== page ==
Also, the standard Sun vision of J2EE, with session beans and entity beans, is contested now, with the likes of Hibernate, Spring, etc. (You touch on this).

There are two issues here: "whether EJBs are a GOOD THING", and updating the exam to include Web Services, SOA.. Though I imagine Sun will update the exam when (if) they have the time and money, I can never see them accepting a submission with Spring, Hiberate and Stored Procedures!

That having been said, I still think that - even though the exam is artificial - it does mean something.

I think maybe my downfall was pride, because though I did read all the books, the one thing I skipped over very rapidly was the sample project in Cade. I just went at it, thinking my own experience and reading would be enough.

I will be having another go. I did reasonably well in the Component diagram, which is where most people seem to fal down, so I trust (pray) I will be OK the second time.

Cheers,

Angus
Angus Morison
Greenhorn

Joined: Sep 17, 2004
Posts: 11
I have gone back to look at the Cade Case Study in some detail, and I think I must have been incredibly stupid not to have done so before.

My view now is that Sun have an implicit methodology they expect you to adopt, and the only way to know what it is is to read the Cade case study. I am not saying their approach is bad, I am just saying that it is one of many. (See, for example, "Building J2EE Applications with the Rational Unified Process" for another).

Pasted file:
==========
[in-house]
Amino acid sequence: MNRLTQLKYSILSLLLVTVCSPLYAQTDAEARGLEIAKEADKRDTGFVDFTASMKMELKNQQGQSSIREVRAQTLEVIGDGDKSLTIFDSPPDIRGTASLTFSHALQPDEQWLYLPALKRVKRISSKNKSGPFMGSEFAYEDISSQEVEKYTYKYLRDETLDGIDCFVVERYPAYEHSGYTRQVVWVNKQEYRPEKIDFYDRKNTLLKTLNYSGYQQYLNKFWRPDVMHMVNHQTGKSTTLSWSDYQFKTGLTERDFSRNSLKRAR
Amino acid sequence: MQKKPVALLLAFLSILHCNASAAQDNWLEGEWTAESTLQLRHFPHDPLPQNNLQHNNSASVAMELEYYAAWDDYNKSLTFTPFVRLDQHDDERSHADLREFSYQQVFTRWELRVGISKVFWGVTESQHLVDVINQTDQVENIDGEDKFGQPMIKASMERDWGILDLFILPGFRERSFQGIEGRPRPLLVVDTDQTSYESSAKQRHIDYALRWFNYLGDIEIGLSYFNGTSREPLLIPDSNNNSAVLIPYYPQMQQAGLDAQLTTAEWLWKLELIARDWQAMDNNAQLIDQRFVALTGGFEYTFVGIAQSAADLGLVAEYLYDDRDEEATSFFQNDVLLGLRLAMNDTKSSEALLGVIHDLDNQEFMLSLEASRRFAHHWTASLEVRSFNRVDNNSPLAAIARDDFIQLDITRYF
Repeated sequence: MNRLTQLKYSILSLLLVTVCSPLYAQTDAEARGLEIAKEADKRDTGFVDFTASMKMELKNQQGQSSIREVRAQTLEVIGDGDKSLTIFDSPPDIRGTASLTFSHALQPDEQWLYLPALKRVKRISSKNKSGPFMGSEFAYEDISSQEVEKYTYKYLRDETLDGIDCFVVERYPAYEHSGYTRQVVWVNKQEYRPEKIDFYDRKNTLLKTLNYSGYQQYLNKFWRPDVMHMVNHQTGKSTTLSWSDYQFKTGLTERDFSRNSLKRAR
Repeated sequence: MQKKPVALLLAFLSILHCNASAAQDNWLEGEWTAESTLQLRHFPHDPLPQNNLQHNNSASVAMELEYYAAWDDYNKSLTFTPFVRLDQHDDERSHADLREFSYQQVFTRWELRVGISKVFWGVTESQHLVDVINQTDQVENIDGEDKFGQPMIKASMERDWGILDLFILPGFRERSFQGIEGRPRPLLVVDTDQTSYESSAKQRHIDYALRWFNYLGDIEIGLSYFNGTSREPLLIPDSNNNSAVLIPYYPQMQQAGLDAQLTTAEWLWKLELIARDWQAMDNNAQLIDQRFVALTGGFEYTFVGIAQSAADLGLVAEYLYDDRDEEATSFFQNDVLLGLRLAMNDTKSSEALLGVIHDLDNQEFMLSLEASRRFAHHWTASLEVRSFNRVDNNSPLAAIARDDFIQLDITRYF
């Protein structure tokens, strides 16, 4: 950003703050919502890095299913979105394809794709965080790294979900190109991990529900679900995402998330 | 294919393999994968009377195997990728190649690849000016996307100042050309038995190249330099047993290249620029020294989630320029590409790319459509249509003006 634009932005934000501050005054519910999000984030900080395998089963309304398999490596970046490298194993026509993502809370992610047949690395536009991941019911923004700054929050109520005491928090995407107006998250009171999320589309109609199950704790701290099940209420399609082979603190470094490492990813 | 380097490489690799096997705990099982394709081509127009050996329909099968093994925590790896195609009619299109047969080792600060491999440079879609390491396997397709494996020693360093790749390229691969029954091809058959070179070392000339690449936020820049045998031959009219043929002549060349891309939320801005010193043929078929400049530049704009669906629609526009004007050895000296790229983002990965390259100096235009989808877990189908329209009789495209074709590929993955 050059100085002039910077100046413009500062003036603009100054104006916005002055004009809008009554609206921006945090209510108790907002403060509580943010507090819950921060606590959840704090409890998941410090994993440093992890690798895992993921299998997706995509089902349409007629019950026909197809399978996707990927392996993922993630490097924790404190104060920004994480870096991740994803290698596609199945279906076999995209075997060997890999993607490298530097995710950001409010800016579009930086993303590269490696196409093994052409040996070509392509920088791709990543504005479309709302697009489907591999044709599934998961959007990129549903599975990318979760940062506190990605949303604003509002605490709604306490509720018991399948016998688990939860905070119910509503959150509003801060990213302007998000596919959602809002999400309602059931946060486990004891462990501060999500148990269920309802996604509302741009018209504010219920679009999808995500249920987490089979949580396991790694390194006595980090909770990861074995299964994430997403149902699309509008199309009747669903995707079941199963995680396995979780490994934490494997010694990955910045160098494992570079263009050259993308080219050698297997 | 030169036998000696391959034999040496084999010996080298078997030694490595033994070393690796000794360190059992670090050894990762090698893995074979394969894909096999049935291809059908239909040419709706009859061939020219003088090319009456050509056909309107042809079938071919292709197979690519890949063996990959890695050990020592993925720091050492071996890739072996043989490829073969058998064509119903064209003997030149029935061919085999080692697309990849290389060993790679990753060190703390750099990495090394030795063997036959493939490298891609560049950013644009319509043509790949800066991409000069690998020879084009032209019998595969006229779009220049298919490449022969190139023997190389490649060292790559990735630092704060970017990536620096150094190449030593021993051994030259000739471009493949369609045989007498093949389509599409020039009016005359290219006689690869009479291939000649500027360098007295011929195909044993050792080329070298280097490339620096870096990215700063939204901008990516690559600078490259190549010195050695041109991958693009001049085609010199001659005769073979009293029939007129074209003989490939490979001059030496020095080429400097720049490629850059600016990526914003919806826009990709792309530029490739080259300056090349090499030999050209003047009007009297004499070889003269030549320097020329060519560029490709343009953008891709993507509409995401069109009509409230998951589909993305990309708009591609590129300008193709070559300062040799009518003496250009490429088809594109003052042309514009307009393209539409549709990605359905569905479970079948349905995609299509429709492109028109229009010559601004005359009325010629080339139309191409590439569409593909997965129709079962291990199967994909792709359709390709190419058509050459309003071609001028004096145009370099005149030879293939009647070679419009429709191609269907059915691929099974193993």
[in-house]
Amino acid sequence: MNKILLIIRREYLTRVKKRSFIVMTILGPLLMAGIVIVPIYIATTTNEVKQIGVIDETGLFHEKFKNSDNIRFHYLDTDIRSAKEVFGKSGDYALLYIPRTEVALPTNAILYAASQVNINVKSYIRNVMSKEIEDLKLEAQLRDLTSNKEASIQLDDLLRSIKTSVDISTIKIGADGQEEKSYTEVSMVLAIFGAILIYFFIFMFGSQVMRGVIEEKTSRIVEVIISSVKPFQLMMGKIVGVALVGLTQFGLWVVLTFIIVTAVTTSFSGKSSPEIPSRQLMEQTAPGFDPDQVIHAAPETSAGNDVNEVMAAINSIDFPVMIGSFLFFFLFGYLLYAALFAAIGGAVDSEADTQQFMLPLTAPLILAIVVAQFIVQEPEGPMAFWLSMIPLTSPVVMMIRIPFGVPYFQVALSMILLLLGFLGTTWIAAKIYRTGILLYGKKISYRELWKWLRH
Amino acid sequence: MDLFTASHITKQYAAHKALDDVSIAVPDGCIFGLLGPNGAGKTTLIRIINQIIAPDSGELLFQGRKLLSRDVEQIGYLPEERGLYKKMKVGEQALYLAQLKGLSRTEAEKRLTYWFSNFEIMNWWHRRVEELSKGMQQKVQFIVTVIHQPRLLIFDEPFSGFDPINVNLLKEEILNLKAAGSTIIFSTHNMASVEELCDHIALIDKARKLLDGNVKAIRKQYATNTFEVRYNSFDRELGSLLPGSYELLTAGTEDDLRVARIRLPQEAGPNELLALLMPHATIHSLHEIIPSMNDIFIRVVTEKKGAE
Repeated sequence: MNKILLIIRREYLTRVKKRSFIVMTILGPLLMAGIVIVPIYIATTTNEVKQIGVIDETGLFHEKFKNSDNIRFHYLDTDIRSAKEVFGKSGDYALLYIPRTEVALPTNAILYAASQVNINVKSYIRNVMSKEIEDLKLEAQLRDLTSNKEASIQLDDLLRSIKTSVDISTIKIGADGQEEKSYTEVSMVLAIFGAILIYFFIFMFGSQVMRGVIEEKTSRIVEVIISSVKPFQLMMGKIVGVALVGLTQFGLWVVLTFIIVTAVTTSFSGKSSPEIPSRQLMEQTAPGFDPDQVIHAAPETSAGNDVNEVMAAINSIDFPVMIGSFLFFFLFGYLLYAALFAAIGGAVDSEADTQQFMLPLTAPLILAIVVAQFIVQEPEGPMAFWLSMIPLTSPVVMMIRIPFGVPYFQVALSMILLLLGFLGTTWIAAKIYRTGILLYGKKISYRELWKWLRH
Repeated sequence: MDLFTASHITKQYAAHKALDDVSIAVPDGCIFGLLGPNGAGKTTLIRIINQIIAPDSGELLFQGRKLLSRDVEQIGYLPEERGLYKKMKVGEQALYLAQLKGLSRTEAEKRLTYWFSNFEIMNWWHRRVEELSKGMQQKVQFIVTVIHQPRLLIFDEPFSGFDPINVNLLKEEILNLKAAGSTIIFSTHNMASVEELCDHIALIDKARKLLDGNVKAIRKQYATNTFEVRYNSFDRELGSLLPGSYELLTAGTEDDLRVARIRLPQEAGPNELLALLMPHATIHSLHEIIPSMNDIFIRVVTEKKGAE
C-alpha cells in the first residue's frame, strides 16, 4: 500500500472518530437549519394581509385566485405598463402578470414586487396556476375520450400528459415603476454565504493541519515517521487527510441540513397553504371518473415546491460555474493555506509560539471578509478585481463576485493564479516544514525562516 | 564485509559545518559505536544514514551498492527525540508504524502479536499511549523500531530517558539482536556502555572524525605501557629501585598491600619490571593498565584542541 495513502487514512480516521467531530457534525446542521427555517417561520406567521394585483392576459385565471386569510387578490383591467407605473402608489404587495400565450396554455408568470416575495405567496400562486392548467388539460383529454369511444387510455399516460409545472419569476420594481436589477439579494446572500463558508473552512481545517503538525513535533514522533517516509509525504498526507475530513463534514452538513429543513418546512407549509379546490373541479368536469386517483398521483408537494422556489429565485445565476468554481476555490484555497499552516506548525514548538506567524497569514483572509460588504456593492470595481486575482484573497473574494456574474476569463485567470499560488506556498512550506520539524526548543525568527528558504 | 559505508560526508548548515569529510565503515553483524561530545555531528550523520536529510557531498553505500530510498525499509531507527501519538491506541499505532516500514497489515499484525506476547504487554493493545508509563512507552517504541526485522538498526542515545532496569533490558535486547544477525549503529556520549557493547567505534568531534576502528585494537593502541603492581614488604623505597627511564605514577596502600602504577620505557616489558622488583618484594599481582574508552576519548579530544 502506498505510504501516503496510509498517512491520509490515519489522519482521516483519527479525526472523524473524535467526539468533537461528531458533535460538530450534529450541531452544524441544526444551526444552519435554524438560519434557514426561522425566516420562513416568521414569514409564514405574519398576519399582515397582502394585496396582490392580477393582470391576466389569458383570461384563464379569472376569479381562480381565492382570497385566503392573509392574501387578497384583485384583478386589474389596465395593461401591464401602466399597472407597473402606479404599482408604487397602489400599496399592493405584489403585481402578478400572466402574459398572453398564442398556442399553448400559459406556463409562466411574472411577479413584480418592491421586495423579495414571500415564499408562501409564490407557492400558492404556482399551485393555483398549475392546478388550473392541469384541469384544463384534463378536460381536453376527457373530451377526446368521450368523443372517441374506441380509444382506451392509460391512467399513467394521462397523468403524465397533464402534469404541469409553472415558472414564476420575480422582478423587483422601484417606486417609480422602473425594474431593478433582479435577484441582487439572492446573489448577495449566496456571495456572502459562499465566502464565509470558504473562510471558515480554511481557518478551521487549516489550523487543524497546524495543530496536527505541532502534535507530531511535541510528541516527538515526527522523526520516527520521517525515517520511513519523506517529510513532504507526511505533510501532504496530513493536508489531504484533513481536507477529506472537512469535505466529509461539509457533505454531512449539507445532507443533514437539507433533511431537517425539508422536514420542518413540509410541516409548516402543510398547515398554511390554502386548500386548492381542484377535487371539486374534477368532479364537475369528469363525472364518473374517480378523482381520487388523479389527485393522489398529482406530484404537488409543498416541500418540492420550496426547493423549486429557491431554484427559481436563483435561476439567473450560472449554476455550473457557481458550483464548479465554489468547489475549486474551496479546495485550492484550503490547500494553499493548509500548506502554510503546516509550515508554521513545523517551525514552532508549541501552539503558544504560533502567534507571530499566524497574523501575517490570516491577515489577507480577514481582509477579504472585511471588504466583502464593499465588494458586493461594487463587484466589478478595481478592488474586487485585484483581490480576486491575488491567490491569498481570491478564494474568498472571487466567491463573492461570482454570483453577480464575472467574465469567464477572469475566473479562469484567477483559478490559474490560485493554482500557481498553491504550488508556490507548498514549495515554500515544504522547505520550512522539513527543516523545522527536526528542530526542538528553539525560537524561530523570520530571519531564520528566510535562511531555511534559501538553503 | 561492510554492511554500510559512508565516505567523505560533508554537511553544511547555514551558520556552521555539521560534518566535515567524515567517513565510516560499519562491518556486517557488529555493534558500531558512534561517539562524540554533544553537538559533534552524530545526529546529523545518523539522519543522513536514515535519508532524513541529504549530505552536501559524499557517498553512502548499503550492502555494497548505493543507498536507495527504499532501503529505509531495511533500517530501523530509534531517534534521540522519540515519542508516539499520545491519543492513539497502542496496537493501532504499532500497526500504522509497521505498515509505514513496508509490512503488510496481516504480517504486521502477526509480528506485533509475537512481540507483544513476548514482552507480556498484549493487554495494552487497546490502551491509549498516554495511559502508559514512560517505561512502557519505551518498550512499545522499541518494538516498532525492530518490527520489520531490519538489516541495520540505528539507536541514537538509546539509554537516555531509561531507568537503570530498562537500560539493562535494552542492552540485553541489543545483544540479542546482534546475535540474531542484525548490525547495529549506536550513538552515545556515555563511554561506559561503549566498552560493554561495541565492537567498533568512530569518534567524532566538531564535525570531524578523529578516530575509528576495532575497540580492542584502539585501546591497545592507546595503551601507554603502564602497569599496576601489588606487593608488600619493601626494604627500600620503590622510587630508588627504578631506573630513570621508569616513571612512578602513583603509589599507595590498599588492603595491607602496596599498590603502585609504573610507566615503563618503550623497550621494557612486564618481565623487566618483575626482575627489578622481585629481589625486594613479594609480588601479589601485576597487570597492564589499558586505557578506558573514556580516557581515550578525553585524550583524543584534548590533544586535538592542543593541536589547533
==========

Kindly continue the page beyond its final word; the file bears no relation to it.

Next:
Take, for example, the component diagram. I consulted "UML Distilled" (Fowler). After saying that there is considerable debate as to what a component is, he says "The important point is that components are independently purchaseable and upgradeable". So I understood a component to be something you deploy (ear file, jar ..). However that is not what Cade means. Otherwise he would not give different Component diagrams for different Use Cases. Their is not much point in deploying for just one Use Case!

So I think the moral of the story is: "Read Cade".
I Roberts
Ranch Hand

Joined: Dec 16, 2004
Posts: 66
Byron,

After 20 years in the industry I fully agree with you that SOA has been around for at least most of that time but under different names. However, what I was refering to was the modern approach to SOA that is still evolving and will continue to evolve long after I retire.

I was probably too harsh in my observation of the SCEA [apologies to anyone that it may have angered] but, as a practising software architect, the assignment simply is too constraint to a specific technology using a EJBs etc and bespoke applications. Commercially, at an enterprise level other alternatives would be assessed. I understand that this is not practical but the certification is quite expensive [at least �500] and therefore should reflect modern approaches using bespoke and COTS altenatives (e.g. Hibernate). However, after learning that someone has passed without using Entity EJBs this is reassuring [not that I do not use them but that the assessors accept other types of approaches].

The problem is that I have probably been brainwashed by my colleagues in the architecture practice who also think it is not a true reflection of Enterprise Architecture but simply application architecture using J2EE. The title of the certification is therefore misleading in its intent. Just my opinion that I accept is not widely agreed upon by this forum but certainly within some leading commercial organisations who provide architectural consultancy. Software architecture and design is only part of the role provided by an Enterprise Architect and some of the equally important aspects (e.g. Business Process Modeling) are ignored.
 
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subject: Failed Part 2